Unregulated suction dredge mining harms important cultural resources and state water supplies. It also destroys sensitive habitat for important and imperiled wildlife, including salmon and steelhead trout, California red-legged frogs and sensitive migratory songbirds. The Environmental Protection Agency and State Water Resources Control Board urged a complete ban on suction dredge mining because of its significant impacts to water quality and wildlife from mercury pollution; the California Native American Heritage Commission has condemned suction dredge mining’s impacts on priceless tribal and archeological resources.
The coalition that submitted the formal rulemaking petition includes the Center for Biological Diversity, the Karuk tribe, Pacific Coast Federation of Fishermen’s Associations, Institute for Fisheries Resources, Friends of the River, California Sportfishing Protection Alliance, Foothills Anglers Association, North Fork American River Alliance, Upper American River Foundation, Central Sierra Environmental Resource Center, Environmental Law Foundation and Klamath Riverkeeper. The coalition is represented by Lynne Saxton of Saxton & Associates, a water-quality and toxics-enforcement law firm.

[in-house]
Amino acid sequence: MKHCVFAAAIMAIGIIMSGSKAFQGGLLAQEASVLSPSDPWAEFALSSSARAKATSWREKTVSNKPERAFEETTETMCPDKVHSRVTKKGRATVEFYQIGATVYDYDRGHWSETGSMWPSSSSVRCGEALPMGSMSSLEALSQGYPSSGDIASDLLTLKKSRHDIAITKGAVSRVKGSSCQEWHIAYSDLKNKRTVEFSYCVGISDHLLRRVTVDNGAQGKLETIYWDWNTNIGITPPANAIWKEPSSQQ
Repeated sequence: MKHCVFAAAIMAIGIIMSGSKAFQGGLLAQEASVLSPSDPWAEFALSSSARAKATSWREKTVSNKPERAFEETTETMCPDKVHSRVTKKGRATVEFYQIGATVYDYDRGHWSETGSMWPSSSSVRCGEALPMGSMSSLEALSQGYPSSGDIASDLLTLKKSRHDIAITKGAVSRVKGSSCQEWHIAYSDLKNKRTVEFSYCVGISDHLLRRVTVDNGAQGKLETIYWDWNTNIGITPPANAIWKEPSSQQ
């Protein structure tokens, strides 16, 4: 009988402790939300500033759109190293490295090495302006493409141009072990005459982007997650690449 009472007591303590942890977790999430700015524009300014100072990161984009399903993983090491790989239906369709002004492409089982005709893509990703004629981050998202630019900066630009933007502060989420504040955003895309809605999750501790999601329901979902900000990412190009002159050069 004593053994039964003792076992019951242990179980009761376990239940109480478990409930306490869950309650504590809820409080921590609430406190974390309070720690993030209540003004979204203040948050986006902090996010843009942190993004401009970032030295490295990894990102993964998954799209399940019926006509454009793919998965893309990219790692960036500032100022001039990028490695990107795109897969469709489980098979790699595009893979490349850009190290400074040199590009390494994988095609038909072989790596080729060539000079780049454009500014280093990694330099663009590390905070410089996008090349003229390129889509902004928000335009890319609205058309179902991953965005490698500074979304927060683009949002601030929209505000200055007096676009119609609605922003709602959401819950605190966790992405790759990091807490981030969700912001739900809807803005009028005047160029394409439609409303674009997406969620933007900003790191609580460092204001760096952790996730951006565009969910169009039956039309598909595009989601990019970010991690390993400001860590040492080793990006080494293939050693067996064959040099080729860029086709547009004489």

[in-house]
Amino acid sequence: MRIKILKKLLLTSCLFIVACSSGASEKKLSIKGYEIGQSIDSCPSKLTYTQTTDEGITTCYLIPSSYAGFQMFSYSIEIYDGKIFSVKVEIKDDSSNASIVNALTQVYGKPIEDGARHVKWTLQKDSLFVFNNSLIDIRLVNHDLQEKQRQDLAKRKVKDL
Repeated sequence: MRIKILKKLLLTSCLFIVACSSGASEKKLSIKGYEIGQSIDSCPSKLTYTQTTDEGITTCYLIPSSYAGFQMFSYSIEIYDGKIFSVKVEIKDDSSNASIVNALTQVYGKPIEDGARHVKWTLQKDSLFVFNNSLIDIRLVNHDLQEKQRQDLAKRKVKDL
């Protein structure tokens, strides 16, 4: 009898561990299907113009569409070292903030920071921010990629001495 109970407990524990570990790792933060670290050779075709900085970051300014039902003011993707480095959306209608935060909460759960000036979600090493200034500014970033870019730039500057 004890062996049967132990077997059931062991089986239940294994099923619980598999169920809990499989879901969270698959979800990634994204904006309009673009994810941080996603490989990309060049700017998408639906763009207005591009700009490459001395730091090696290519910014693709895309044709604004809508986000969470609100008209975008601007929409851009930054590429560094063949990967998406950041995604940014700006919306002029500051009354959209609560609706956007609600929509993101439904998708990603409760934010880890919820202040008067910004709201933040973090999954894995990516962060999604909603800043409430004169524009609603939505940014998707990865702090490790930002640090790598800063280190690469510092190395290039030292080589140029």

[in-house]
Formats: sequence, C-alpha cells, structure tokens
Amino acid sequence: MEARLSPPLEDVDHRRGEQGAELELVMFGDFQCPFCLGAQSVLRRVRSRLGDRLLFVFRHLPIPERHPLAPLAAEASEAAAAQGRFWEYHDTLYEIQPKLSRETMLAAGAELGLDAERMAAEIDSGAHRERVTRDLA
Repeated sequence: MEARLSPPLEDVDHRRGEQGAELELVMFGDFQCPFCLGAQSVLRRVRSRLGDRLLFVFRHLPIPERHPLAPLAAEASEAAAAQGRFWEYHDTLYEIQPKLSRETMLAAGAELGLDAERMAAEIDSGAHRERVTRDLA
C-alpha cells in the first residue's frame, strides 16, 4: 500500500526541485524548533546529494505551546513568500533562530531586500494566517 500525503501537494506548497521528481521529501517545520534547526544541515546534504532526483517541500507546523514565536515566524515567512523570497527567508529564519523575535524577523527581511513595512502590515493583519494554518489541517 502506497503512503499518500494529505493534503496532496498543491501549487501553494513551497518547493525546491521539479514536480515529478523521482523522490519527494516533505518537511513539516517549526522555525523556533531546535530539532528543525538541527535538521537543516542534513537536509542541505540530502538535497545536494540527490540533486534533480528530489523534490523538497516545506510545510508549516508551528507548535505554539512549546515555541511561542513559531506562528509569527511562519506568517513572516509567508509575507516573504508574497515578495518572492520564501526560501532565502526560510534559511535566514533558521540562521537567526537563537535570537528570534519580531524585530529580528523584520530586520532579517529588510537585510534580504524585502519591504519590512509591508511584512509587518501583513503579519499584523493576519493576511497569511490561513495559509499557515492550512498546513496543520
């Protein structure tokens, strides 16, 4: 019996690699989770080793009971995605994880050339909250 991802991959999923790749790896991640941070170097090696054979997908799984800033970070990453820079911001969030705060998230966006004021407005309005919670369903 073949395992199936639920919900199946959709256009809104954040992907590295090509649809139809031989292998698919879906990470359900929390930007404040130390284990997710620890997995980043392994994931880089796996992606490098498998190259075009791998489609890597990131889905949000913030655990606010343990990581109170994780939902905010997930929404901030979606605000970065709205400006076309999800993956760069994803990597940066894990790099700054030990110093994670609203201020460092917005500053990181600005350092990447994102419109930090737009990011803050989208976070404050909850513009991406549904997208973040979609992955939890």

Suction dredge mining has a history of controversy. California courts have repeatedly confirmed that it violates state laws and poses threats to wildlife, and the state government has placed a moratorium on the destructive practice. Last year California Gov. Jerry Brown continued a moratorium initiated by Gov. Arnold Schwarzenegger on suction dredge mining until the state develops regulations that pay for the program and protect water quality, wildlife and cultural resources. Regulations adopted by state wildlife officials earlier in 2012 failed to meet these legislative requirements.